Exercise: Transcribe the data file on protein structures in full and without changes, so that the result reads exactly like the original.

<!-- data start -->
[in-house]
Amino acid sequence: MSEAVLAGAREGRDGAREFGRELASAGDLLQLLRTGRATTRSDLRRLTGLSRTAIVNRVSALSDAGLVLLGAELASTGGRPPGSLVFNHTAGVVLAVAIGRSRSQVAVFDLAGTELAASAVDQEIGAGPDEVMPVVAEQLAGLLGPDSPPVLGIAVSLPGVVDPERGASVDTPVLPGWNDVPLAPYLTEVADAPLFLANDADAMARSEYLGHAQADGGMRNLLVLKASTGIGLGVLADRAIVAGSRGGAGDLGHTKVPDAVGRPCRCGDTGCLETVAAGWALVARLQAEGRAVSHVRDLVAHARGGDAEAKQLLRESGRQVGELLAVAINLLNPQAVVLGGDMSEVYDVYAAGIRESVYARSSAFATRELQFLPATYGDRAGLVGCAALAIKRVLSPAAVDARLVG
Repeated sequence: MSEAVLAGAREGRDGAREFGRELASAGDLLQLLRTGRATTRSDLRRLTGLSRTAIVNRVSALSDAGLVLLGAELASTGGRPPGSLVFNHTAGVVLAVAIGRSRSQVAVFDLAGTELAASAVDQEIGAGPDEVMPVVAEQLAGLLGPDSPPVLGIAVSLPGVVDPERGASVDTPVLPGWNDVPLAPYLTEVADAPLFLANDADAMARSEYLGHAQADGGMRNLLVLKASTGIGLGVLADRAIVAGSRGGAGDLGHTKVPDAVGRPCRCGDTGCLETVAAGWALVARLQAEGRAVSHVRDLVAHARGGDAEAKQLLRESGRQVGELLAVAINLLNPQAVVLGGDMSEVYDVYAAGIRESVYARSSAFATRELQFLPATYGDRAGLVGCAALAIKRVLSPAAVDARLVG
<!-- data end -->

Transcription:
[in-house]
Amino acid sequence: MSEAVLAGAREGRDGAREFGRELASAGDLLQLLRTGRATTRSDLRRLTGLSRTAIVNRVSALSDAGLVLLGAELASTGGRPPGSLVFNHTAGVVLAVAIGRSRSQVAVFDLAGTELAASAVDQEIGAGPDEVMPVVAEQLAGLLGPDSPPVLGIAVSLPGVVDPERGASVDTPVLPGWNDVPLAPYLTEVADAPLFLANDADAMARSEYLGHAQADGGMRNLLVLKASTGIGLGVLADRAIVAGSRGGAGDLGHTKVPDAVGRPCRCGDTGCLETVAAGWALVARLQAEGRAVSHVRDLVAHARGGDAEAKQLLRESGRQVGELLAVAINLLNPQAVVLGGDMSEVYDVYAAGIRESVYARSSAFATRELQFLPATYGDRAGLVGCAALAIKRVLSPAAVDARLVG
Repeated sequence: MSEAVLAGAREGRDGAREFGRELASAGDLLQLLRTGRATTRSDLRRLTGLSRTAIVNRVSALSDAGLVLLGAELASTGGRPPGSLVFNHTAGVVLAVAIGRSRSQVAVFDLAGTELAASAVDQEIGAGPDEVMPVVAEQLAGLLGPDSPPVLGIAVSLPGVVDPERGASVDTPVLPGWNDVPLAPYLTEVADAPLFLANDADAMARSEYLGHAQADGGMRNLLVLKASTGIGLGVLADRAIVAGSRGGAGDLGHTKVPDAVGRPCRCGDTGCLETVAAGWALVARLQAEGRAVSHVRDLVAHARGGDAEAKQLLRESGRQVGELLAVAINLLNPQAVVLGGDMSEVYDVYAAGIRESVYARSSAFATRELQFLPATYGDRAGLVGCAALAIKRVLSPAAVDARLVG